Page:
Many times, it is the trees around a home that make it home. The greenery around the house, the shade they provide, and sometimes, it is that certain shadow that one tree casts through an open curtain. Therefore, knowing proper tree care is important for a homeowner.
Growing up, you may have noticed grandpa or dad “cleaning up” a tree, but you probably didn’t pay that much attention to what they were doing, or how. Today, tree care now seems to be more important because our climate and environment differ from what they once were. There are companies that specialize in tree care and landscapes and offer tree care consulting to homeowners.
Is tree care that much more complicated than back when grandpa cleaned up his trees? We have answers to some common questions about tree care. Because if you want to “clean up” your trees, there is a right way and an incorrect way to do that if you want your trees to stay alive and beautiful, casting that shadow through an open curtain ….
What does a tree need to survive?
Like animals and humans, there are many things that trees need to grow and survive. They need nutrients, sunlight, and water. And like animals and humans, when we don’t have these three things, trees quit growing and will ultimately die.
Unlike animals and humans, trees can’t move and relocate to find their own tree care and the necessities for survival. They only have what is available to them where they stand, so if the nutrients disappear, the water evaporates, and the sun was to quit shining, it will cut trees lifeline off, slowly killing them.
How do you trim a tree without killing it?
If you’re not comfortable or equipped to trim your trees with proper tree care, before you do any damage and harm to the tree, your house, or yourself, you can always call a professional for your tree care needs. They have the proper tree care equipment and know-how to use it all. If you’re insistent on doing it yourself though, here are some tips:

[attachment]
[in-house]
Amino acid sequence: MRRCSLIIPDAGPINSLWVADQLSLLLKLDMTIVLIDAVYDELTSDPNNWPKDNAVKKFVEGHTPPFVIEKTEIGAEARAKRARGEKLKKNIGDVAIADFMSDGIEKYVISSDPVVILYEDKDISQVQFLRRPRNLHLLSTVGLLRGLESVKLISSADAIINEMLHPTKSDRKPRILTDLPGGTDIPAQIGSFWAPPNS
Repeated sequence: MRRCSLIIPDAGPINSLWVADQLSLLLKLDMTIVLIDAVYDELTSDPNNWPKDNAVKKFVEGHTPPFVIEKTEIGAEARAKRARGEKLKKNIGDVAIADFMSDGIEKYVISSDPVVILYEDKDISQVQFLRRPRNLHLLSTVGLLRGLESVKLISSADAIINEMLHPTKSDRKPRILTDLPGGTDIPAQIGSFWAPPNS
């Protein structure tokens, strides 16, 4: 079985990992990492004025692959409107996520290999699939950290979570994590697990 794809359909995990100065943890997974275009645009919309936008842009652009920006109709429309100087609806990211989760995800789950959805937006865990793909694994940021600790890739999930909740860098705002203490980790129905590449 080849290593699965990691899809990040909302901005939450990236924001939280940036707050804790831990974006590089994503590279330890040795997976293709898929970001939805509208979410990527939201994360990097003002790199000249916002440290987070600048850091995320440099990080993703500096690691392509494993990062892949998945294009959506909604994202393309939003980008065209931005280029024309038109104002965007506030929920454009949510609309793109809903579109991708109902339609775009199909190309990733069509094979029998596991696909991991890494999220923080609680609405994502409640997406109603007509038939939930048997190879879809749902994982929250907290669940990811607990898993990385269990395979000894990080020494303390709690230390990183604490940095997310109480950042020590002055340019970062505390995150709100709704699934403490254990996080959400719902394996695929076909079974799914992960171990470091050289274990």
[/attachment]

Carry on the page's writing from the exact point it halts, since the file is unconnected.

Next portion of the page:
First, you should do tree trimming in the winter while they are asleep and dormant for correct tree care. All their sap is at the roots, so trimming now, as the sap moves upward when spring arrives, the cuts will heal. There aren’t as many active diseases, fungi, and insects in the winter either to attack the open cuts.
How do you prune a tree?
- First to begin your tree care, address the four Ds by removing them: Dead, Dying, Diseased, and Decaying. If you aren’t sure which branch is dead, scratch the bark. If there is green there, it isn’t dead.
- Establish the central leader of the tree: This is the healthiest, straightest, tallest stem that is in line with the trunk. Any branches that are taller and thicker, angled close to the trunk, are competing branches and need to be removed to provide the best tree care possible.
- Find the lowest permanent branch. The lowest permanent branch will be half as thick as the tree trunk and shouldn’t be any lower than 14 feet over the street or 8 feet over the sidewalk and growing away from the trunk.
- Follow the central leader branch down the tree and any branches that are too close together, clip them off, leaving larger, stronger branches. Any branches that cross over other branches, remove or trim them back in order to provide good tree care.